When you're the partner in a "kokusai kekkon" (international marriage), proclaims Shukan Gendai (Apr 21), every day you're in for a surprise.
And the stats show increasing numbers of such partners are in on the gag. According to Toru Orimoto, a legal professional knowledgeable about international marriages, the number of Japanese males tying the knot with a female of another nationality rose from under 4,000 in 1980 to 23,000 in 2012. Add to that the number of Japanese females marrying foreign males, and you've got more than 30,000 new international couples tying the knot every year.
"The recent trend has been for middle-aged Japanese males in their 40s and 50s to wed foreign women," says Shinji Katsuyama, operator of the Toranomon branch of the Win Bridal Japan matchmaking service. "In many cases, when these men, who have assets, decide they want to wed and have children, they desire a young bride. But Japanese women aren't interested in middle-aged men -- the accepted norm for a partner's age differential is around 10 years -- so it's easier for them to pair up with foreigners. For foreign women, the main factor attracting them to live in Japan is economic, which is something that a man between age 40 to 60 is able to offer."
Shukan Gendai proceeds to list numerous gaffes by foreign brides, such as the Chinese female who felt it was okay to scoop up and keep coins that had been flung at the altar of a Shinto shrine during the Setsubun festival; an Italian woman who tried to emulate Japanese at funerals, but erroneously thought they were snorting powdered incense at the altar; a Romanian bride who freaked out at the sight of her husband swilling raw eggs for his breakfast; and a man who found it odd that his Libyan bride would escort their children to a nearby park at night to engage in outdoor karaoke gatherings with her compatriots.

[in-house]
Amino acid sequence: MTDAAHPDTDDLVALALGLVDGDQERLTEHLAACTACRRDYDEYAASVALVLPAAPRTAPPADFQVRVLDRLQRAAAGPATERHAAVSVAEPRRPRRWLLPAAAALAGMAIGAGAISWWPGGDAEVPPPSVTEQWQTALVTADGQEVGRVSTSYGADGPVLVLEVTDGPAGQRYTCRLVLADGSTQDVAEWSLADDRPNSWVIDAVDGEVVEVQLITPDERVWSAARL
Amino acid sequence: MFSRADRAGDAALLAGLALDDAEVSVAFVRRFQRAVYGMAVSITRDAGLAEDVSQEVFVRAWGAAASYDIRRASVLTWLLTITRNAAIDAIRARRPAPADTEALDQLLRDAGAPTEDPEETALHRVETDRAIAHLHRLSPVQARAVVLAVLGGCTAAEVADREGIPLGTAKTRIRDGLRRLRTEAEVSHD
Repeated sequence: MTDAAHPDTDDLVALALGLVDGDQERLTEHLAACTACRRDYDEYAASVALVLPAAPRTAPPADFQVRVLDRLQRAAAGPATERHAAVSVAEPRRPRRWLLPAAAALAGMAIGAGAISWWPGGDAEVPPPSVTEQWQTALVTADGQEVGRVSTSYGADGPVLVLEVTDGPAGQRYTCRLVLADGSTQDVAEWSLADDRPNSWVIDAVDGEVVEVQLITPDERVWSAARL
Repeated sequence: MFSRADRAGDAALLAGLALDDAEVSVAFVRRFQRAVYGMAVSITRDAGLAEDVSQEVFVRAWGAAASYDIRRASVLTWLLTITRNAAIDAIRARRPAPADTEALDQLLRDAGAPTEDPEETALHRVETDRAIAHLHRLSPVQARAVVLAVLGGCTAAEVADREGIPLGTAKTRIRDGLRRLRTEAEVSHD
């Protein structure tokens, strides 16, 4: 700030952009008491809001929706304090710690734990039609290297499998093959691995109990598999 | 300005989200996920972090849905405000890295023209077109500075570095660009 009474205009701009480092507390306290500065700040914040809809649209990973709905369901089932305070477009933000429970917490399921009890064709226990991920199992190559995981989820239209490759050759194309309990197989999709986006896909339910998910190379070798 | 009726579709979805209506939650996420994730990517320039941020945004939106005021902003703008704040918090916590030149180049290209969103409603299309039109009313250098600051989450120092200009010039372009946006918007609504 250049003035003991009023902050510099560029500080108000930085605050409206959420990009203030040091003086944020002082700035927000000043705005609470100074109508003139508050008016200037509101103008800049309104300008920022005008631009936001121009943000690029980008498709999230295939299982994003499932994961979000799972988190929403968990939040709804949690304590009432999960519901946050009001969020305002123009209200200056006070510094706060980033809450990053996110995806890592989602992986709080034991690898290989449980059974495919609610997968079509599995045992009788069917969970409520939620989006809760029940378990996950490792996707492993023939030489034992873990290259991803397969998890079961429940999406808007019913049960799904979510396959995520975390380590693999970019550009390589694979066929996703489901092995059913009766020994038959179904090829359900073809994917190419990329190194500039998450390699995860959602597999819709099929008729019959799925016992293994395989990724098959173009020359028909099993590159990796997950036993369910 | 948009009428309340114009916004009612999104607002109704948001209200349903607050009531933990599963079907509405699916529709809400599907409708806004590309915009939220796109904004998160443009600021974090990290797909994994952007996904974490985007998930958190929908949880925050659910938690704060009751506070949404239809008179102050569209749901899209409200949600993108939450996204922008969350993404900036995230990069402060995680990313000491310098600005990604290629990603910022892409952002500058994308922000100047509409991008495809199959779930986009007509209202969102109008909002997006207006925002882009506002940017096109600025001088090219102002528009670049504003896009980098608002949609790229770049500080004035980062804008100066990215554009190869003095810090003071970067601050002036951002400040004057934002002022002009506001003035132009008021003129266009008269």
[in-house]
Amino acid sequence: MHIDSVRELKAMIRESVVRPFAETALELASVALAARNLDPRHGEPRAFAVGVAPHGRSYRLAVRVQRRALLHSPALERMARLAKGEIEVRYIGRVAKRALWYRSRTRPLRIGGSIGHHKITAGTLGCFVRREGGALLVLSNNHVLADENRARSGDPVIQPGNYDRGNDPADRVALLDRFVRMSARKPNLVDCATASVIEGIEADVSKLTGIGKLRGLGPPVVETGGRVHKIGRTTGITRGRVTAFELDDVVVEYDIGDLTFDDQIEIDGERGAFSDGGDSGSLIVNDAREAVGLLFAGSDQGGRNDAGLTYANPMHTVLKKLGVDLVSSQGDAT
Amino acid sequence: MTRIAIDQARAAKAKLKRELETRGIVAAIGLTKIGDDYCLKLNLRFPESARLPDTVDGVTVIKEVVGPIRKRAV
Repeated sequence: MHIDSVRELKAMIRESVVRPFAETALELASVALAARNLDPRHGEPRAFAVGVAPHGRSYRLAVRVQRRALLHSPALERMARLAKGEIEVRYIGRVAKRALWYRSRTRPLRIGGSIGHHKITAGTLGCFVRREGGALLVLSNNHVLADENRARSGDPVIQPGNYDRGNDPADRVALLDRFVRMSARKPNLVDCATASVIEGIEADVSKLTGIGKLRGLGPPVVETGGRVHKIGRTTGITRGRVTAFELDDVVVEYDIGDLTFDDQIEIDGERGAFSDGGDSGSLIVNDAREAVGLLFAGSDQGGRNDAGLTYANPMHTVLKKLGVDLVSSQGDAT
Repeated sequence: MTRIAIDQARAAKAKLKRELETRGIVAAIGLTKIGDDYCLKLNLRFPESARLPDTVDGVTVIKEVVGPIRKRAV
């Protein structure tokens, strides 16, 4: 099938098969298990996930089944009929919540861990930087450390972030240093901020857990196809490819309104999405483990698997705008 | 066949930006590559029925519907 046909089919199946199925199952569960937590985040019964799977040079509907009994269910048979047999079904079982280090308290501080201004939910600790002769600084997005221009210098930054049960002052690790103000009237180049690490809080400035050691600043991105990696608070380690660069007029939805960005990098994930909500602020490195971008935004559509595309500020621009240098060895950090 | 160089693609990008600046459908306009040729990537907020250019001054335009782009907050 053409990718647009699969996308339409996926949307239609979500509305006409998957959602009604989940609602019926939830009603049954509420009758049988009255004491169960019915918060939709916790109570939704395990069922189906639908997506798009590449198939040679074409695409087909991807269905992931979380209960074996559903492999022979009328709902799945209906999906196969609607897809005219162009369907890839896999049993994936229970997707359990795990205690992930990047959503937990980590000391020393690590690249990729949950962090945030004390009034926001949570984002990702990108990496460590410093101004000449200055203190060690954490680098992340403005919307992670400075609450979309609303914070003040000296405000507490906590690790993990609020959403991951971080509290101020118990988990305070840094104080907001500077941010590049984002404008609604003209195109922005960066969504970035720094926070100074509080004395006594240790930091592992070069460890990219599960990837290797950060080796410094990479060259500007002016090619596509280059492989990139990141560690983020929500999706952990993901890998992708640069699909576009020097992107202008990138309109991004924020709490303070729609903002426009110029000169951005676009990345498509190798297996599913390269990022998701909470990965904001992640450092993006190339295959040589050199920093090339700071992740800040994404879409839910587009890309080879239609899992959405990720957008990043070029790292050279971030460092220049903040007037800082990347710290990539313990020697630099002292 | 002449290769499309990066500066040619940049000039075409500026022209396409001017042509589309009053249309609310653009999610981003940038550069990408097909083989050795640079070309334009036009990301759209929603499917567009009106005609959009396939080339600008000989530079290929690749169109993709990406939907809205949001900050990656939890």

While assigned to Indonesia, Takashi Hosokawa met his wife Cecilia (both names are pseudonyms), who had worked as an interpreter. The two have enjoyed 15 years of connubial bliss.
"We were married in November and I brought her to Japan in December," Hosokawa recalls. "I was shocked by my electric bill for that first month, which was over 50,000 yen."
It seems Cecilia cranked up the air conditioner setting to 35 degrees, equivalent to the daytime peak.
"I walked in and our little 2K flat was like a sauna," he relates. "'I'll freeze to death here,' she whined. And there she was padding around barefoot and in a halter and miniskirt, perspiring. It never occurred to her to put on more clothes.
"And then she became upset when I asked her to put on a long-sleeved garment," Hosokawa smiles in recollection.
Following her marriage to an American, Kanako Mori, 34, soon discovered her hubby was a passionate aficionado of porno movies from his native land.
"He loves watching AVs showing blonde actresses with breasts the size of volleyballs, and when we had sex, he urged me on, saying, 'Come on, Kanako, let yourself go,' and 'Go ahead and scream, don't hold anything back.'
"At first I was shy and felt silly doing it, but since I wanted him to enjoy the act, even though I wasn't turned on by it at all, I would watch his videos and practice, bellowing out, 'Oh yes!' and 'Oh my god!' I'd keep the vacuum cleaner running to drown out my voice," she tells the magazine. "Now I pretty much have the act down pat."
So what's the secret to giving an international marriage staying power?
"The most important thing is to go with the flow, and keep your sense of humor," advises manga artist Junichi Inoue, age 42, who three years ago tied the knot with a Chinese bride about 20 years his junior. "If you try to force your spouse to give up ingrained customs and practices, you'll never resolve anything. Just enjoy the ride."
The article concludes that Japanese need to understand that if love is to transcend national boundaries, tolerance is indispensable.© Japan Today